But you know how those scientists lie all the time, right?

Mark Biltz is founder of El Shaddai Ministries, a Hebrew roots resource and teaching ministry. He told WND that Quirrenbach’s argument is based on “false assumptions.”

“To begin, there are astronomical references in the Bible from 4,000 years ago,” Biltz explained. “Also, when you go from Hebrew to Latin to English, you do lose much in translation.”

Biltz confirmed that the literal translation of “heylel” is “morning star,” not Lucifer or even Venus, as Quirrenbach suggested. (Biltz noted that the Hebrew word for Venus is, in fact, Nogah.)

“Yet this [Isaiah 14:12] commentary does refer to Satan,” he explained. “In Hebrew, every letter is a picture, a word, a number, etc. You can have multiple valid meanings. So yes it can refer to the king of Babylon, and yes it can refer to Satan, and yes it can refer to a morning star.

And it goes on and on and on like that. This is a news story for them.

Comments

  1. Moggie says

    The Large Binocular Telescope, or LBT, perched atop the Mount Graham International Observatory in southeastern Arizona

    If only they’d named it the Large Graham Binocular Telescope, or LGBT.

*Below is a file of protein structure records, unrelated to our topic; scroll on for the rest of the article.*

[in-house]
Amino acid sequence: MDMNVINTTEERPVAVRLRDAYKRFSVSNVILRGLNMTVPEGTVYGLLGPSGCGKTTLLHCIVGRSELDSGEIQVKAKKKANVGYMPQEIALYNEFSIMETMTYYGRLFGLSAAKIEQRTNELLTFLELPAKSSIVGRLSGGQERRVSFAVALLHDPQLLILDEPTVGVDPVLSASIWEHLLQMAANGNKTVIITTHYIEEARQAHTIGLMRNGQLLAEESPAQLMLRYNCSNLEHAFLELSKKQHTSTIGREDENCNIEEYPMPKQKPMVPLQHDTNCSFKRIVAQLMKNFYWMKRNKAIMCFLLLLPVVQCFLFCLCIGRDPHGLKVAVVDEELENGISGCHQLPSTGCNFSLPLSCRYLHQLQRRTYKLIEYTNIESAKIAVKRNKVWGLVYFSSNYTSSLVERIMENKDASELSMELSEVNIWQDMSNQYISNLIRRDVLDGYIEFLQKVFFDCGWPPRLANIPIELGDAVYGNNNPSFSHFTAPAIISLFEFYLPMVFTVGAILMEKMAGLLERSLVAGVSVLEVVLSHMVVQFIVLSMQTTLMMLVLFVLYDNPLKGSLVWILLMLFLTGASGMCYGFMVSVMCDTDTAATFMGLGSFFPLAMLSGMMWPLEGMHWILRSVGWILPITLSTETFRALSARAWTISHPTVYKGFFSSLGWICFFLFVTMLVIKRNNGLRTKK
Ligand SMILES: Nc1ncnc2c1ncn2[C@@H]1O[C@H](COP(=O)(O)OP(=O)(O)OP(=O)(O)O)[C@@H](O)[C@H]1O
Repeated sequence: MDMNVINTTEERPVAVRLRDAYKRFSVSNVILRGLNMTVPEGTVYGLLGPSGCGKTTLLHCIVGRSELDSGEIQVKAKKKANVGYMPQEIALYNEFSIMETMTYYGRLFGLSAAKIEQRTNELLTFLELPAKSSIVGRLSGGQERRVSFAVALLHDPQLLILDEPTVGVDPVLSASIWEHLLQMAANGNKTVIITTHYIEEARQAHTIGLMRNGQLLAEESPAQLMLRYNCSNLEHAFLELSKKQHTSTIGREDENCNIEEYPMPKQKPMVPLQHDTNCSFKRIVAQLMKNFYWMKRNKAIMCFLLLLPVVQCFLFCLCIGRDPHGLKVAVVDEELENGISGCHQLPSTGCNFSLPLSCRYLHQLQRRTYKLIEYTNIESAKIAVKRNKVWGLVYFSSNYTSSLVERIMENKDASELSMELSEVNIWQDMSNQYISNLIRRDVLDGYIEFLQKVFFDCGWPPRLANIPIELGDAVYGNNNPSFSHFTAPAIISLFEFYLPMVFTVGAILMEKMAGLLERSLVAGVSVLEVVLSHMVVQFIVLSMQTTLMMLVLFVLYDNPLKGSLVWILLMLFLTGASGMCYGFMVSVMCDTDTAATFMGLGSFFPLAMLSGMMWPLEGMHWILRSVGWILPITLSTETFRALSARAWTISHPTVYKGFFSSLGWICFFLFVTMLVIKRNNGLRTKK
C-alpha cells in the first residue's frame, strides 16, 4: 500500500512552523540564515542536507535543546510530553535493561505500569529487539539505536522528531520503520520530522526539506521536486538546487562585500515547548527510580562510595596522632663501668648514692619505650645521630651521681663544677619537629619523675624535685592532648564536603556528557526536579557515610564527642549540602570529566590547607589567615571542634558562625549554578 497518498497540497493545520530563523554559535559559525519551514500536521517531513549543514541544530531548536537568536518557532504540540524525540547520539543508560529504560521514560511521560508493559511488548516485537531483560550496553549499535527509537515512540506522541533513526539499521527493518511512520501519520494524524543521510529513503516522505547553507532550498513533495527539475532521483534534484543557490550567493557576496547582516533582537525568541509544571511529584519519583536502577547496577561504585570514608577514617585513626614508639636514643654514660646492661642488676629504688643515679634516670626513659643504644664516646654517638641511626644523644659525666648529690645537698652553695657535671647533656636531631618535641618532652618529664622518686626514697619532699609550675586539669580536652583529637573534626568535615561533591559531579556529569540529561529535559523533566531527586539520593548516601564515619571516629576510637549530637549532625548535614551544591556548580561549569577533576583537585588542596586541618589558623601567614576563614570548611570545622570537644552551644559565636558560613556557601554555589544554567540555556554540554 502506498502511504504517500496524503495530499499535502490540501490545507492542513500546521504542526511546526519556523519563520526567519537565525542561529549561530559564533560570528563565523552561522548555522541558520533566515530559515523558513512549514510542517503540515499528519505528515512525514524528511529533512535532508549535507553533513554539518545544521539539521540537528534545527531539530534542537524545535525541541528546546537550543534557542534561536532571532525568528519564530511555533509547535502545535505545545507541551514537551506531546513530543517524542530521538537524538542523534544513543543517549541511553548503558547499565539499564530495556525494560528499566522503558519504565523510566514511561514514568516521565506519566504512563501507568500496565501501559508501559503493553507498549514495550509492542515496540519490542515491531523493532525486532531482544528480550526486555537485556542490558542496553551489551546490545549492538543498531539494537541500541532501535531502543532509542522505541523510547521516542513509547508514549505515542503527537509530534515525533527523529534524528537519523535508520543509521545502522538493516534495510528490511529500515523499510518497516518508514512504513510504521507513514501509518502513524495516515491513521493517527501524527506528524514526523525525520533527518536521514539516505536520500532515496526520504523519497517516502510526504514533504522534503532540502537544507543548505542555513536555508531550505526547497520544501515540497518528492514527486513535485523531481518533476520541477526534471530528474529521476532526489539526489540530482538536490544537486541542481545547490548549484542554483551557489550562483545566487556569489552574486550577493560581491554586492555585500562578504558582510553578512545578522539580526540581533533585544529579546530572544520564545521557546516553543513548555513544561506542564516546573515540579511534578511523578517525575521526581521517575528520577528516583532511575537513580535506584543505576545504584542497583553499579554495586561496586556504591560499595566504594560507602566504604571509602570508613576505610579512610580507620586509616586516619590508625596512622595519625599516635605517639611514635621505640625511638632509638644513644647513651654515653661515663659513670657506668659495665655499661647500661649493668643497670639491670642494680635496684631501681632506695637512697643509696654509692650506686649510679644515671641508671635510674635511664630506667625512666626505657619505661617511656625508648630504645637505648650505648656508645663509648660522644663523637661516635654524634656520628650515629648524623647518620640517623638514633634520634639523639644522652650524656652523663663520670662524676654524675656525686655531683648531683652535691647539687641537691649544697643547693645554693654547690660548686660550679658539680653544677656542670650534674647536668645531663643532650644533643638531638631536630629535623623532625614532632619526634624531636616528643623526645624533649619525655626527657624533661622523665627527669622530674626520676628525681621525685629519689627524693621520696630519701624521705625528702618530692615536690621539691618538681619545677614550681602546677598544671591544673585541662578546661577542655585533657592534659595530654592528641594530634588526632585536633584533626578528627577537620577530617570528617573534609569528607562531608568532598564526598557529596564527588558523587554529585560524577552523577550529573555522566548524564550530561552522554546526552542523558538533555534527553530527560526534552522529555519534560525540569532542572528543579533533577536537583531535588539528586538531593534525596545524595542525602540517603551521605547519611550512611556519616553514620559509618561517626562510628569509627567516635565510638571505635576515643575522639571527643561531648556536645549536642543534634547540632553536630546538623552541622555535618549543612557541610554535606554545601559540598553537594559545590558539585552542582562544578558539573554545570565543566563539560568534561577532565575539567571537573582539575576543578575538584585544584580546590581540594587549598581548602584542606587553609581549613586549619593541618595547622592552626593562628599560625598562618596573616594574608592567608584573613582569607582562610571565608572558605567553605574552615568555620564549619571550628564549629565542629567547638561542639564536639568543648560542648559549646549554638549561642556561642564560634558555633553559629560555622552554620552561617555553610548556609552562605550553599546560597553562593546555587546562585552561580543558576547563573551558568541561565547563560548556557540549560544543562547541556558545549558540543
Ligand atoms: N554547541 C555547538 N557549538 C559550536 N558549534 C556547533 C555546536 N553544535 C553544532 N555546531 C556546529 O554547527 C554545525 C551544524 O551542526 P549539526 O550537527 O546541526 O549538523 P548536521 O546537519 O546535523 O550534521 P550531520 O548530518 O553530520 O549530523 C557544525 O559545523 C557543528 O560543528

2. matty1 says

    when you go from Hebrew to Latin to English

    To the best of my knowledge most Bible translations do in fact translate direct from the Hebrew not via Latin. There may be older (and we’re talking centuries) versions that go that way due to a lack of Hebrew texts but today it would seems completely unncessary.

  3. garnetstar says

    How about they named it Lucifer because it’s a damn acronym? Large Utility with Camera and Integral Field unit for Extragalactic Research.

    Please, someone, explain Occam’s Razor to these wingnuts. Slowly, in one-syllable words.

  4. says

    “In Hebrew, every letter is a picture, a word, a number, etc. You can have multiple valid meanings. So yes it can refer to the king of Babylon, and yes it can refer to Satan, and yes it can refer to a morning star.”

    And yet it doesn’t occur to him that polysemy is not a unique feature of Hebrew but occurs also in other languages, meaning that a word can both refer to Satan and to the morning star and that one might not be in fact intended.

  5. Henry Neufeld says

    “Yet this [Isaiah 14:12] commentary does refer to Satan,” he explained. “In Hebrew, every letter is a picture, a word, a number, etc. You can have multiple valid meanings. So yes it can refer to the king of Babylon, and yes it can refer to Satan, and yes it can refer to a morning star.